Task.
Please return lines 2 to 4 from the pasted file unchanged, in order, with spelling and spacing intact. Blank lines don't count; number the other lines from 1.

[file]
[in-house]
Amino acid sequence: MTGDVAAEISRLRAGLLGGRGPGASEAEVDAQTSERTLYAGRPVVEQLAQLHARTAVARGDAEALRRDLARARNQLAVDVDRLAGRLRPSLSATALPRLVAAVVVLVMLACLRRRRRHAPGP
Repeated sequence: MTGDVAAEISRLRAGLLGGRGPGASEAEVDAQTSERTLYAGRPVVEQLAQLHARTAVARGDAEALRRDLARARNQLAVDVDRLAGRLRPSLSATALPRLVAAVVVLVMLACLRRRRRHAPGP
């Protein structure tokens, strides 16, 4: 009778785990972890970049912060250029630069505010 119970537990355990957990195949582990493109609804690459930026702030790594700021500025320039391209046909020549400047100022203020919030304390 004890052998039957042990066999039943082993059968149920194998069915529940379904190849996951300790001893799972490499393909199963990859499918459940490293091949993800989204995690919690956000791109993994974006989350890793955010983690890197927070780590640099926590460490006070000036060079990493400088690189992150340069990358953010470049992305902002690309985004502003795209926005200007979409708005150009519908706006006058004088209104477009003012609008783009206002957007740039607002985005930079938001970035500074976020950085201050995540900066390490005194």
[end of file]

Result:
Amino acid sequence: MTGDVAAEISRLRAGLLGGRGPGASEAEVDAQTSERTLYAGRPVVEQLAQLHARTAVARGDAEALRRDLARARNQLAVDVDRLAGRLRPSLSATALPRLVAAVVVLVMLACLRRRRRHAPGP
Repeated sequence: MTGDVAAEISRLRAGLLGGRGPGASEAEVDAQTSERTLYAGRPVVEQLAQLHARTAVARGDAEALRRDLARARNQLAVDVDRLAGRLRPSLSATALPRLVAAVVVLVMLACLRRRRRHAPGP
């Protein structure tokens, strides 16, 4: 009778785990972890970049912060250029630069505010 119970537990355990957990195949582990493109609804690459930026702030790594700021500025320039391209046909020549400047100022203020919030304390 004890052998039957042990066999039943082993059968149920194998069915529940379904190849996951300790001893799972490499393909199963990859499918459940490293091949993800989204995690919690956000791109993994974006989350890793955010983690890197927070780590640099926590460490006070000036060079990493400088690189992150340069990358953010470049992305902002690309985004502003795209926005200007979409708005150009519908706006006058004088209104477009003012609008783009206002957007740039607002985005930079938001970035500074976020950085201050995540900066390490005194």